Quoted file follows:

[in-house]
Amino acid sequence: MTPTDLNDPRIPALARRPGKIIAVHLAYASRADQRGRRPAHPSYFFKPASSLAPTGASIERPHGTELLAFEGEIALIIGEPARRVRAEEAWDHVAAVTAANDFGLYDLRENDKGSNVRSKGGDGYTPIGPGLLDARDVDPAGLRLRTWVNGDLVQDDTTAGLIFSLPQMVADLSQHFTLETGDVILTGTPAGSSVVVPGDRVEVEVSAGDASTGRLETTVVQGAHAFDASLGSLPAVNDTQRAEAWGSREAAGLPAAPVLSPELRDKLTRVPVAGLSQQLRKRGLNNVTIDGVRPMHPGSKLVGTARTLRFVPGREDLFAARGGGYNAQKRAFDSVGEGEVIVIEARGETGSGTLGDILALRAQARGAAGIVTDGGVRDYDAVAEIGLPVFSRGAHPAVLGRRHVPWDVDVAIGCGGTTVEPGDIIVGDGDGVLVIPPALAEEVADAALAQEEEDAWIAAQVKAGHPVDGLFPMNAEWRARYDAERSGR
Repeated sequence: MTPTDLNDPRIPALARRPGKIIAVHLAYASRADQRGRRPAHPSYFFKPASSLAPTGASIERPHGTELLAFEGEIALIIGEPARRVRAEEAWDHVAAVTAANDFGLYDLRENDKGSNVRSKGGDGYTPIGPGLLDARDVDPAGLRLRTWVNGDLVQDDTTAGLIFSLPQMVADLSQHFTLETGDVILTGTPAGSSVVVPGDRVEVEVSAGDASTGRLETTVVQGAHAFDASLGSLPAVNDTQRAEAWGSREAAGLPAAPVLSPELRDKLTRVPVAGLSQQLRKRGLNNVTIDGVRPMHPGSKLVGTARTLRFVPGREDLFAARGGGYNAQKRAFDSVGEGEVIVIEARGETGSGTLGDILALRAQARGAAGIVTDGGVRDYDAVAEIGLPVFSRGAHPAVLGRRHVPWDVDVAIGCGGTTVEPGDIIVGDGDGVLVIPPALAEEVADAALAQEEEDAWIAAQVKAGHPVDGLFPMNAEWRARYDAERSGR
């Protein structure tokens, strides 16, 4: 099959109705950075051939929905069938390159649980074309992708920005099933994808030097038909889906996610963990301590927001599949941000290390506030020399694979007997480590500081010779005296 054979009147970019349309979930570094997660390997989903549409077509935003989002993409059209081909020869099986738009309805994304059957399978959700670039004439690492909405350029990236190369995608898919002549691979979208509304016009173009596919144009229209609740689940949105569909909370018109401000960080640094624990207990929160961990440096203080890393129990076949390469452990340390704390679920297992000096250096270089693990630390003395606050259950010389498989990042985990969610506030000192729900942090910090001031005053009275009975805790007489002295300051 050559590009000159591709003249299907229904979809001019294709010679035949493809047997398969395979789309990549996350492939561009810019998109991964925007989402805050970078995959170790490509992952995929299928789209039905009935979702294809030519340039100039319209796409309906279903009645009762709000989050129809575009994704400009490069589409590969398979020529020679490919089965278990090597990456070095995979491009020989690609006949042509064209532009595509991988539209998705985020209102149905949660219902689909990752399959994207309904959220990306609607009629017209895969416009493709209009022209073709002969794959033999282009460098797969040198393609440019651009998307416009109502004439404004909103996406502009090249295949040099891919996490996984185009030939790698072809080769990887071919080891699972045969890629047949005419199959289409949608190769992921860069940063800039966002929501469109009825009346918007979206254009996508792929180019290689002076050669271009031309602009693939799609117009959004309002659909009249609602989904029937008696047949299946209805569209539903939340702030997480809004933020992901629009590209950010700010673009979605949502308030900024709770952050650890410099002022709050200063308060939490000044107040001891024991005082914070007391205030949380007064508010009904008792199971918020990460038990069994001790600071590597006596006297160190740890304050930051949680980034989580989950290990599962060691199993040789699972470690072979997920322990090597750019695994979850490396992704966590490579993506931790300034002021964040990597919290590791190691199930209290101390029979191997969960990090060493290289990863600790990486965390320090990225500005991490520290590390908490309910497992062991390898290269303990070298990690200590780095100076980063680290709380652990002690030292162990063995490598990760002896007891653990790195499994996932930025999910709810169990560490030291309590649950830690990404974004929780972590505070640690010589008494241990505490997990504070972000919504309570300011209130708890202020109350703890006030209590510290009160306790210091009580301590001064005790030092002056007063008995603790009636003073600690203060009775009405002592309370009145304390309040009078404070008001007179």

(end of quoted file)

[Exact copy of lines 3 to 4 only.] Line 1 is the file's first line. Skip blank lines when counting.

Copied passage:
Repeated sequence: MTPTDLNDPRIPALARRPGKIIAVHLAYASRADQRGRRPAHPSYFFKPASSLAPTGASIERPHGTELLAFEGEIALIIGEPARRVRAEEAWDHVAAVTAANDFGLYDLRENDKGSNVRSKGGDGYTPIGPGLLDARDVDPAGLRLRTWVNGDLVQDDTTAGLIFSLPQMVADLSQHFTLETGDVILTGTPAGSSVVVPGDRVEVEVSAGDASTGRLETTVVQGAHAFDASLGSLPAVNDTQRAEAWGSREAAGLPAAPVLSPELRDKLTRVPVAGLSQQLRKRGLNNVTIDGVRPMHPGSKLVGTARTLRFVPGREDLFAARGGGYNAQKRAFDSVGEGEVIVIEARGETGSGTLGDILALRAQARGAAGIVTDGGVRDYDAVAEIGLPVFSRGAHPAVLGRRHVPWDVDVAIGCGGTTVEPGDIIVGDGDGVLVIPPALAEEVADAALAQEEEDAWIAAQVKAGHPVDGLFPMNAEWRARYDAERSGR
């Protein structure tokens, strides 16, 4: 099959109705950075051939929905069938390159649980074309992708920005099933994808030097038909889906996610963990301590927001599949941000290390506030020399694979007997480590500081010779005296 054979009147970019349309979930570094997660390997989903549409077509935003989002993409059209081909020869099986738009309805994304059957399978959700670039004439690492909405350029990236190369995608898919002549691979979208509304016009173009596919144009229209609740689940949105569909909370018109401000960080640094624990207990929160961990440096203080890393129990076949390469452990340390704390679920297992000096250096270089693990630390003395606050259950010389498989990042985990969610506030000192729900942090910090001031005053009275009975805790007489002295300051 050559590009000159591709003249299907229904979809001019294709010679035949493809047997398969395979789309990549996350492939561009810019998109991964925007989402805050970078995959170790490509992952995929299928789209039905009935979702294809030519340039100039319209796409309906279903009645009762709000989050129809575009994704400009490069589409590969398979020529020679490919089965278990090597990456070095995979491009020989690609006949042509064209532009595509991988539209998705985020209102149905949660219902689909990752399959994207309904959220990306609607009629017209895969416009493709209009022209073709002969794959033999282009460098797969040198393609440019651009998307416009109502004439404004909103996406502009090249295949040099891919996490996984185009030939790698072809080769990887071919080891699972045969890629047949005419199959289409949608190769992921860069940063800039966002929501469109009825009346918007979206254009996508792929180019290689002076050669271009031309602009693939799609117009959004309002659909009249609602989904029937008696047949299946209805569209539903939340702030997480809004933020992901629009590209950010700010673009979605949502308030900024709770952050650890410099002022709050200063308060939490000044107040001891024991005082914070007391205030949380007064508010009904008792199971918020990460038990069994001790600071590597006596006297160190740890304050930051949680980034989580989950290990599962060691199993040789699972470690072979997920322990090597750019695994979850490396992704966590490579993506931790300034002021964040990597919290590791190691199930209290101390029979191997969960990090060493290289990863600790990486965390320090990225500005991490520290590390908490309910497992062991390898290269303990070298990690200590780095100076980063680290709380652990002690030292162990063995490598990760002896007891653990790195499994996932930025999910709810169990560490030291309590649950830690990404974004929780972590505070640690010589008494241990505490997990504070972000919504309570300011209130708890202020109350703890006030209590510290009160306790210091009580301590001064005790030092002056007063008995603790009636003073600690203060009775009405002592309370009145304390309040009078404070008001007179």